The Samsung Gear VR is a groovy little way to turn your compatible Galaxy smartphone into a very creditable VR headset. Now, the Gear 360 turns it into a full-on VR movie production studio.
As such, it's a niche accessory for a niche accessory (admittedly Samsung Galaxy owners constitute a fairly sizeable niche), but from what we've seen of it at MWC 2016, the Gear 360 might be worth a look. Or at least it is, if you happen to have a spare $400 sloshing around - UK pricing is TBC but you KNOW it'll be about 350 quid.
The Gear 360 is essentially a sphere housing two cameras with fish-eye lenses, facing in opposite directions, shooting to a single image sensor that knits together 360-degree, 3840x1920 videos and 30-megapixel stills, suitable for viewing on a VR headset.
Easy to shoot
As you can see, the experience of being filmed by the Gear 360 has caused this woman to become paralysed with shock, but as you can also see from the onscreen playback, in strong light conditions it shoots very good footage. The lenses are f2, which helps give brighter footage.
Filming is no more complex than with any camera app, and you can easily do basic editing of your footage once you're done.
Admittedly, the fact that the lenses are also fish-eye, to give an extra wide field of view, means you do get that familiar fish-eye distortion. This can be summed up as, "Oooh, small and far away… Oh! Now near, and big!"
However, this doesn't seem to present much of a problem with subjects that are more than a metre or so from the camera. The other approach would be to add a third or even fourth camera to the Gear 360, which would push up the already high price even further.
Incidentally, although the Gear 360 comes with this, basic tripod attached, it screws out so you can fit it to any standard camera mount, be that a tripod, handlebar- or helmet-cam.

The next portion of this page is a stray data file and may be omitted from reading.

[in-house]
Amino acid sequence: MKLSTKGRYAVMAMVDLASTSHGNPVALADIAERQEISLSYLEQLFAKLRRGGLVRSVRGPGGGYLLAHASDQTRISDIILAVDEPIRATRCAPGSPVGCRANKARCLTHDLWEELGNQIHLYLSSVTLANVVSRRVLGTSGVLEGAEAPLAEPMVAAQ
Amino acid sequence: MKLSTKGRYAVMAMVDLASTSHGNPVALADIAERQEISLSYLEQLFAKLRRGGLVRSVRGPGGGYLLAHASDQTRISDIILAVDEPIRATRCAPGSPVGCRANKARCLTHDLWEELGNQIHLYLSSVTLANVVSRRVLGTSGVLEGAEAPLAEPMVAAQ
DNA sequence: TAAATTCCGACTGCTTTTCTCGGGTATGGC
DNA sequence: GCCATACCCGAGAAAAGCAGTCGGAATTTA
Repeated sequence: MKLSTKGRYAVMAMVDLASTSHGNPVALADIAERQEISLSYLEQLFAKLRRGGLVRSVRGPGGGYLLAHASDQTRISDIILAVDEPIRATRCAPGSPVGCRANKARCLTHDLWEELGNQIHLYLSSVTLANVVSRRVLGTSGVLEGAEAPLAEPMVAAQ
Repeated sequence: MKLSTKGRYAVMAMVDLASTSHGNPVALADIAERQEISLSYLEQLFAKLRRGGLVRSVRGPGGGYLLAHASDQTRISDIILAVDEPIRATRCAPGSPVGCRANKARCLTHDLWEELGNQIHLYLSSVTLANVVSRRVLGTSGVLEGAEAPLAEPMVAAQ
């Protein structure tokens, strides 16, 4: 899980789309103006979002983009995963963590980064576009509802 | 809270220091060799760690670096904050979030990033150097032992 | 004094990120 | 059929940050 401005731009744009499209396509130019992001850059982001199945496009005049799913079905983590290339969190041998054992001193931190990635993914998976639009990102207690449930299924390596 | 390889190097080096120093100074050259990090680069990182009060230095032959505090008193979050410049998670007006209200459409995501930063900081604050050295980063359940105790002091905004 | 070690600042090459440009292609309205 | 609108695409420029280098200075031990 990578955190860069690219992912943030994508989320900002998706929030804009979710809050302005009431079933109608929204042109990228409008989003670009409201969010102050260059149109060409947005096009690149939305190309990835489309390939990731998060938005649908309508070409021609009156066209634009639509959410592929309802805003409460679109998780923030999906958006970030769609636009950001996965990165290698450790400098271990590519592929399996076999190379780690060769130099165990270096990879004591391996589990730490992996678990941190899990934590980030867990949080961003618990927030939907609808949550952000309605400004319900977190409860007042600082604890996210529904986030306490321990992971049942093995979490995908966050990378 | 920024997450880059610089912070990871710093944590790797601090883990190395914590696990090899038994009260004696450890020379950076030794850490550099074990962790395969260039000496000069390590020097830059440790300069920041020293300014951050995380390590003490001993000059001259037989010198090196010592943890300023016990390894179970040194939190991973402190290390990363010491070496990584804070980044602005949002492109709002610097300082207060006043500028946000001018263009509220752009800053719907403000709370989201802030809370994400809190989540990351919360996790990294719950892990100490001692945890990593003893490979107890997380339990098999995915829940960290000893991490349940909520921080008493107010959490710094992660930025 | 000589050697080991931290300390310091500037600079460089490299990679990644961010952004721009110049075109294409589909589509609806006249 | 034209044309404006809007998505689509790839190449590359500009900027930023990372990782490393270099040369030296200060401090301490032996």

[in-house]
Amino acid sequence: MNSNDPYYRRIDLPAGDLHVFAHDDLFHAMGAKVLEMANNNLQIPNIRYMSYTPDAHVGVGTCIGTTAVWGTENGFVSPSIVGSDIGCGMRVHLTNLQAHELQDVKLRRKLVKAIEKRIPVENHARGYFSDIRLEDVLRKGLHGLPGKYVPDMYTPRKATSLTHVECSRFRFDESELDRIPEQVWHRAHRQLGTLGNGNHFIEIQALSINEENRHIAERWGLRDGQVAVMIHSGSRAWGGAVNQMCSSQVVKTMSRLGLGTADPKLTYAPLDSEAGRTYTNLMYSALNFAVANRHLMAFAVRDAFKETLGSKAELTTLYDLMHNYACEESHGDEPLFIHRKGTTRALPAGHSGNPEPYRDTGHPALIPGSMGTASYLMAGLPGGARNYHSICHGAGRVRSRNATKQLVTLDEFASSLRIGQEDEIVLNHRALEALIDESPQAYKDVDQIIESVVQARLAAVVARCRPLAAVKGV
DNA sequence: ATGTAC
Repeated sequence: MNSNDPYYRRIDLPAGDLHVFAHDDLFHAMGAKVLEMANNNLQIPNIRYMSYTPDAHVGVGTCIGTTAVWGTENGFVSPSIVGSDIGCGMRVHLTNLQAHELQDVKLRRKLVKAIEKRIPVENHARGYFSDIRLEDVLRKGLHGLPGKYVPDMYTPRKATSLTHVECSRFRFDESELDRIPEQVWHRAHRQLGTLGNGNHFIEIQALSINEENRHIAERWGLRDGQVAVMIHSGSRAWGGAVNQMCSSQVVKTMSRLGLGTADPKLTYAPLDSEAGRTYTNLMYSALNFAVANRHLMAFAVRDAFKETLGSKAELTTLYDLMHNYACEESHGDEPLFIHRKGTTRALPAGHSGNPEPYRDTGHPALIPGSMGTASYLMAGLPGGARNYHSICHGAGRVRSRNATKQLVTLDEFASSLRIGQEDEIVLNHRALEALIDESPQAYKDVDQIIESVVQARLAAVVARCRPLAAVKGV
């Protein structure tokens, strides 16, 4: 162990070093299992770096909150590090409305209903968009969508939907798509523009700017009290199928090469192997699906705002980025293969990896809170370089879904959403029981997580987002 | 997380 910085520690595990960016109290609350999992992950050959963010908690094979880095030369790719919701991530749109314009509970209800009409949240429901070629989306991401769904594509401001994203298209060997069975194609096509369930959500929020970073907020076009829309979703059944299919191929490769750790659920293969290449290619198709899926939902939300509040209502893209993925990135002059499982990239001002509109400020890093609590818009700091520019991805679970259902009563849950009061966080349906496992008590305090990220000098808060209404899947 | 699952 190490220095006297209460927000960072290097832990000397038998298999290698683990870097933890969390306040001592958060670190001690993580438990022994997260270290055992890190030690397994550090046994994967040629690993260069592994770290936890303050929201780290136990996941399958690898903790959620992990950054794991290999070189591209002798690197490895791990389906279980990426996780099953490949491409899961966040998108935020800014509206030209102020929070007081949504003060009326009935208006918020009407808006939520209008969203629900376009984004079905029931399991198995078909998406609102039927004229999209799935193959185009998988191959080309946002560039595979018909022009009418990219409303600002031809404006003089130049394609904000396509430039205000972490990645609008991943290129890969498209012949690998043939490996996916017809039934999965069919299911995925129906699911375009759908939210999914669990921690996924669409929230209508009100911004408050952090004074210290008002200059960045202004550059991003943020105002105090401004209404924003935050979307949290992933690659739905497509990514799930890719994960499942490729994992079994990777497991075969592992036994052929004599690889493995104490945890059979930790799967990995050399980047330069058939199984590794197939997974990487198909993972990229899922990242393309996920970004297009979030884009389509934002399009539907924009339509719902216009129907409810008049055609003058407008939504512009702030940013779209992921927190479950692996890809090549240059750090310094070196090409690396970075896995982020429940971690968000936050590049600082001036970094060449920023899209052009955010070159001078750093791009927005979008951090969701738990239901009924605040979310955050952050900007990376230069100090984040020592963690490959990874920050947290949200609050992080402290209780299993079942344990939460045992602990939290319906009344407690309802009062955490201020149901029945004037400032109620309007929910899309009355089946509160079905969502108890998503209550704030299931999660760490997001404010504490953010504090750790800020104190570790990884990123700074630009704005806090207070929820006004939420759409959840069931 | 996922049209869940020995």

It's also splash and dust resistant to a certified, IP53 standard.
Easy to watch
Once you've shot your extreme sports video/hip-hop promo/footage of your family having a row over breakfast, you can upload it to Samsung's own VR channel, or Youtube, or view it on your Galaxy phone, moving the image around with a touchscreen swipe.
The real fun, obviously, is when you bring in the Gear VR headset and watch your creations as virtual reality movies or stills. The latter gives a rather more weird, bullet-time/druggy effect, with the fish-eye lens distortion being more noticeable. It's a bit like a scene from a David Lynch film, when something extra odd or horrid is happening. With video, the fact that everything's moving makes the effect less jarring.
From what we saw at MWC, the results are great: very watchable, detailed, shareable footage. It made us think of these, much more expensively-shot clips, in fact.
T3 Early Verdict
Mmm, strong look.
So, yes, we're dead impressed by Gear 360 as a piece of tech. As a consumer essential? Well… No. Clearly most people won't want to splash 400 bucks to shoot VR footage that not many people (at this time, at any rate) will view.
We do give full marks to Samsung for continuing to push VR in more affordable directions, though.
We can also see this gaining traction with certain groups. Extreme sports enthusiasts, of course. And perhaps helmet-cam-toting urban cyclists will now be sharing footage of their high-tension interactions with burly taxi and van drivers in full, 360-degree VR, which I think we can all agree will be a lot of fun.
Where this might really take off is in the area of low-cost advertising, though. Estate and letting agencies and those renting holiday accomodation already do photos of rooms; now they can give you a full VR tour. That's not very cool, maybe, but it is a genuine, non-gaming use for VR.
T3.com Hands On Reviews are based on our first impressions after having used the tech in question for a short period of time. A full review will follow soon.